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August 13, 1982

Guillain-Barré Syndrome in the United States, 1979-1980 and 1980-1981: Lack of an Association With Influenza Vaccination

Author Affiliations

From the Viral Diseases Division, Center for Infectious Diseases, Centers for Disease Control, Atlanta. Dr Katona is currently with the Department of Medicine, Emory University School of Medicine, Atlanta.

JAMA. 1982;248(6):698-700. doi:10.1001/jama.1982.03330060038030

An ongoing surveillance program was intensified during the 1979-1980 and the 1980-1981 influenza seasons to determine whether an increased risk of acquiring Guillain-Barré syndrome (GBS) within eight weeks after influenza vaccination existed for adults in the United States who received influenza vaccine, when compared with adults who had not been vaccinated recently. Five hundred twenty-eight cases of GBS with onset between Sept 1 and March 31, including seven following recent vaccination, were reported by participating neurologists in 1979-1980; 459 cases, including 12 following recent vaccination, were reported in 1980-1981. The relative risk of acquiring GBS following influenza vaccination—0.6 in 1979-1980 and 1.4 in 1980-1981—was not significantly different from 1.0 in either season. These results suggest that there was no increased risk of acquiring GBS associated with the influenza vaccines administered during these seasons and that the causative "trigger agent" in the A/New Jersey (swine) influenza vaccine administered in 1976 has not been present in subsequent influenza vaccine preparations.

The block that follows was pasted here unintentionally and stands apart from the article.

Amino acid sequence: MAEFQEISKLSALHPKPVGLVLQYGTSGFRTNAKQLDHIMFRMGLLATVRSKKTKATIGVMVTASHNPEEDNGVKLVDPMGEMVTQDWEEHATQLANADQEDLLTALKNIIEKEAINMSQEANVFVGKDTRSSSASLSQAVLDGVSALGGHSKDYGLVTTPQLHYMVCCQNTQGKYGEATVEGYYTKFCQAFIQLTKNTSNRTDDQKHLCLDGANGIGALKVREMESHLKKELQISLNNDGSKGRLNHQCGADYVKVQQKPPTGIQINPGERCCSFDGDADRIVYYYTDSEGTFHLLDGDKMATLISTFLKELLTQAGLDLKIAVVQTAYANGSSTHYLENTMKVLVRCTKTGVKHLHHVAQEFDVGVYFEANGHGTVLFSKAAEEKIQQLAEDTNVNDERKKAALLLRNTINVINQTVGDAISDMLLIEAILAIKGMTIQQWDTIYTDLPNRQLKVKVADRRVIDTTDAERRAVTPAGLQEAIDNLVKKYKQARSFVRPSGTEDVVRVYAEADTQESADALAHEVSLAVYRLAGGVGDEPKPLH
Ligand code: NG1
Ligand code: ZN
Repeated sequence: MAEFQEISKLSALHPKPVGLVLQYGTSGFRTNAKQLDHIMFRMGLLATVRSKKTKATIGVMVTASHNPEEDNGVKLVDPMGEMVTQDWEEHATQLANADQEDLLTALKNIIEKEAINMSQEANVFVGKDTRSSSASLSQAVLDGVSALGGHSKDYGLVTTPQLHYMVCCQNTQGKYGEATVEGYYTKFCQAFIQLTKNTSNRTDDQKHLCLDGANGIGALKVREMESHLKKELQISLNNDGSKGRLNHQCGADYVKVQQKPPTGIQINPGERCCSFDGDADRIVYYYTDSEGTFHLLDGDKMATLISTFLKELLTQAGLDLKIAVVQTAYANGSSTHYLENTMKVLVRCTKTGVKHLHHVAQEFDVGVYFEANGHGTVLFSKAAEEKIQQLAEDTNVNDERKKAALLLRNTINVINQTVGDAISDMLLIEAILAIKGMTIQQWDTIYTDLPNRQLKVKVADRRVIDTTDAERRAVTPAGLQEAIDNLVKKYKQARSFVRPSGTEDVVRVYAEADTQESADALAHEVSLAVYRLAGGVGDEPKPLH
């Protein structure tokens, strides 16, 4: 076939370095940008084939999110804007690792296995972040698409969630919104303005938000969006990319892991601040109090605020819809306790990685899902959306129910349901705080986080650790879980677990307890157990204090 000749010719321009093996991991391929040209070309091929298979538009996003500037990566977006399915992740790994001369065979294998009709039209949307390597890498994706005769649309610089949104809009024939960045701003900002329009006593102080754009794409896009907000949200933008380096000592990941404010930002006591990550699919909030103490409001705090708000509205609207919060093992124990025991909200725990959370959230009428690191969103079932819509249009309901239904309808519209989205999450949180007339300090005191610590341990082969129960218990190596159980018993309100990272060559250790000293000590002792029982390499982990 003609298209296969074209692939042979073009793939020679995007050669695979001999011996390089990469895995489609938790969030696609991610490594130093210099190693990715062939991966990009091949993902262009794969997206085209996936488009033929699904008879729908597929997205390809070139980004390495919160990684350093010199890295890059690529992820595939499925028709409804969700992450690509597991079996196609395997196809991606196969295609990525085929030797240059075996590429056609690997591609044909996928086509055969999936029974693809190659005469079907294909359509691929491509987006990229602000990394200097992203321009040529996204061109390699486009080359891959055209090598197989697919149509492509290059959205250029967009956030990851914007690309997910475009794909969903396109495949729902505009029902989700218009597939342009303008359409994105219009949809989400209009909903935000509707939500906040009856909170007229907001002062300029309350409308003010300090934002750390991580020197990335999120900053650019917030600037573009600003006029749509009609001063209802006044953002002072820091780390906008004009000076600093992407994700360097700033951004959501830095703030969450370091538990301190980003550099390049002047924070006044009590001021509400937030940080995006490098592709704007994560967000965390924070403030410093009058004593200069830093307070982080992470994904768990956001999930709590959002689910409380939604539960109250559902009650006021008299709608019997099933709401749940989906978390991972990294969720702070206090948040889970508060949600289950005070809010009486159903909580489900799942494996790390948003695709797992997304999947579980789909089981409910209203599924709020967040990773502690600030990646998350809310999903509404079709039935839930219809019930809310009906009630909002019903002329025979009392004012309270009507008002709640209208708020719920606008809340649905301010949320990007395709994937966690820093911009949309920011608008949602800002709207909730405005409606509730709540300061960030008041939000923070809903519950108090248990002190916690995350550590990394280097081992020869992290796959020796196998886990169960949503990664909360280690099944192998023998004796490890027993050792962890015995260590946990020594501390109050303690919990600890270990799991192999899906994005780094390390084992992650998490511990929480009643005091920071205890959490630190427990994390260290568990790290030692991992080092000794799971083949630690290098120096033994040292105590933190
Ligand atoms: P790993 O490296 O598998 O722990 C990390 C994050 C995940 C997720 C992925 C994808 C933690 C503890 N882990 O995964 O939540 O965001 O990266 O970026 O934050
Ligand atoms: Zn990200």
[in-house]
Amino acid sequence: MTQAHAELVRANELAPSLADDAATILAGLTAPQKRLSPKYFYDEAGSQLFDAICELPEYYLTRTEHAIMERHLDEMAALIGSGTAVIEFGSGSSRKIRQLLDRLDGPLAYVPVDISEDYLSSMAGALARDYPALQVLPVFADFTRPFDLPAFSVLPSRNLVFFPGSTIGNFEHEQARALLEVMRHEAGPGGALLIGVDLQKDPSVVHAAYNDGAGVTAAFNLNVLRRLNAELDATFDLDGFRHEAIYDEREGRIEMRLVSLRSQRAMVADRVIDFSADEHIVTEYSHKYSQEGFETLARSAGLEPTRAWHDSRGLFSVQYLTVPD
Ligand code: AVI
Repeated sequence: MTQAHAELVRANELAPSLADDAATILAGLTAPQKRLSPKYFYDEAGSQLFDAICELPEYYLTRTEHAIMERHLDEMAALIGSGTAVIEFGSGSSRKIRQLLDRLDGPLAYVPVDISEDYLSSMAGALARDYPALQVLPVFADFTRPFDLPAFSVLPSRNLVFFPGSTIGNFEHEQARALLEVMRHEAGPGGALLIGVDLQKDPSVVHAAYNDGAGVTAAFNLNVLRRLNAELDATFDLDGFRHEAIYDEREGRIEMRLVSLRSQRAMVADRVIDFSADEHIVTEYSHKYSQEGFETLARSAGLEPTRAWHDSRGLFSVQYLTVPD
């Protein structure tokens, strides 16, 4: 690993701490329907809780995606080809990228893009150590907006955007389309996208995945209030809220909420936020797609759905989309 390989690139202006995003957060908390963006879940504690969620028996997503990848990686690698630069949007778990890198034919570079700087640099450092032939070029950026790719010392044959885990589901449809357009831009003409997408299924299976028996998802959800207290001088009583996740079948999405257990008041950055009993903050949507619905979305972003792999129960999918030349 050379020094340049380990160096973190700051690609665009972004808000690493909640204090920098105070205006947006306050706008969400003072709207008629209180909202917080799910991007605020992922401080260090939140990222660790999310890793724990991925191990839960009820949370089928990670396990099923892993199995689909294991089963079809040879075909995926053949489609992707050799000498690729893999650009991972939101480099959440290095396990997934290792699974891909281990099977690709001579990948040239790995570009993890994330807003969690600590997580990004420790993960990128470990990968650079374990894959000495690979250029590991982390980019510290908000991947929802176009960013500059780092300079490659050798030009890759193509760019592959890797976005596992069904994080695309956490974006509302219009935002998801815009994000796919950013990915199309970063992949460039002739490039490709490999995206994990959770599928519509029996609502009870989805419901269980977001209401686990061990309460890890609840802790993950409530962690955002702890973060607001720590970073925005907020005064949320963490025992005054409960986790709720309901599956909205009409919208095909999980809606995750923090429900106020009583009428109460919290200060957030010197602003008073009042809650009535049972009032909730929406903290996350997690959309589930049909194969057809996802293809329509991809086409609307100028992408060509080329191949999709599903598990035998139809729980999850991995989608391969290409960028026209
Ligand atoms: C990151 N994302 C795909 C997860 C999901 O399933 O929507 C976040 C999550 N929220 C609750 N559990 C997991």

(JAMA 1982;248:698-700)